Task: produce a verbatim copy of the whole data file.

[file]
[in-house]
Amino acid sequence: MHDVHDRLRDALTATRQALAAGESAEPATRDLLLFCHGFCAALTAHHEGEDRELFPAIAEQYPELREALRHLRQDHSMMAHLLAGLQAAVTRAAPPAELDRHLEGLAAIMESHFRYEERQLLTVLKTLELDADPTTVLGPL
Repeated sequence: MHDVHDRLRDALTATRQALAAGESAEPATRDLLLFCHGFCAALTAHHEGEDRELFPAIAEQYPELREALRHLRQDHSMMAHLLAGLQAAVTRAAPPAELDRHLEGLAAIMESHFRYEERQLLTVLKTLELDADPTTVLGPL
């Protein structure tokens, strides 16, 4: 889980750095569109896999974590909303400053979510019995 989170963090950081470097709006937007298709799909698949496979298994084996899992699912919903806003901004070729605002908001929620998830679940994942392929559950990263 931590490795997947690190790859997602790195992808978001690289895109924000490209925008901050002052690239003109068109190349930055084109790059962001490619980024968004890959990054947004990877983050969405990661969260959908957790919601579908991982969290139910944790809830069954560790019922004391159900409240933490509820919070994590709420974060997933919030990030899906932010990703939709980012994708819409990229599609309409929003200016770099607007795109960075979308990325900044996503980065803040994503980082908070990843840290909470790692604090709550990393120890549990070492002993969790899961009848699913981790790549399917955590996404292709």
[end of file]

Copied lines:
[in-house]
Amino acid sequence: MHDVHDRLRDALTATRQALAAGESAEPATRDLLLFCHGFCAALTAHHEGEDRELFPAIAEQYPELREALRHLRQDHSMMAHLLAGLQAAVTRAAPPAELDRHLEGLAAIMESHFRYEERQLLTVLKTLELDADPTTVLGPL
Repeated sequence: MHDVHDRLRDALTATRQALAAGESAEPATRDLLLFCHGFCAALTAHHEGEDRELFPAIAEQYPELREALRHLRQDHSMMAHLLAGLQAAVTRAAPPAELDRHLEGLAAIMESHFRYEERQLLTVLKTLELDADPTTVLGPL
């Protein structure tokens, strides 16, 4: 889980750095569109896999974590909303400053979510019995 989170963090950081470097709006937007298709799909698949496979298994084996899992699912919903806003901004070729605002908001929620998830679940994942392929559950990263 931590490795997947690190790859997602790195992808978001690289895109924000490209925008901050002052690239003109068109190349930055084109790059962001490619980024968004890959990054947004990877983050969405990661969260959908957790919601579908991982969290139910944790809830069954560790019922004391159900409240933490509820919070994590709420974060997933919030990030899906932010990703939709980012994708819409990229599609309409929003200016770099607007795109960075979308990325900044996503980065803040994503980082908070990843840290909470790692604090709550990393120890549990070492002993969790899961009848699913981790790549399917955590996404292709």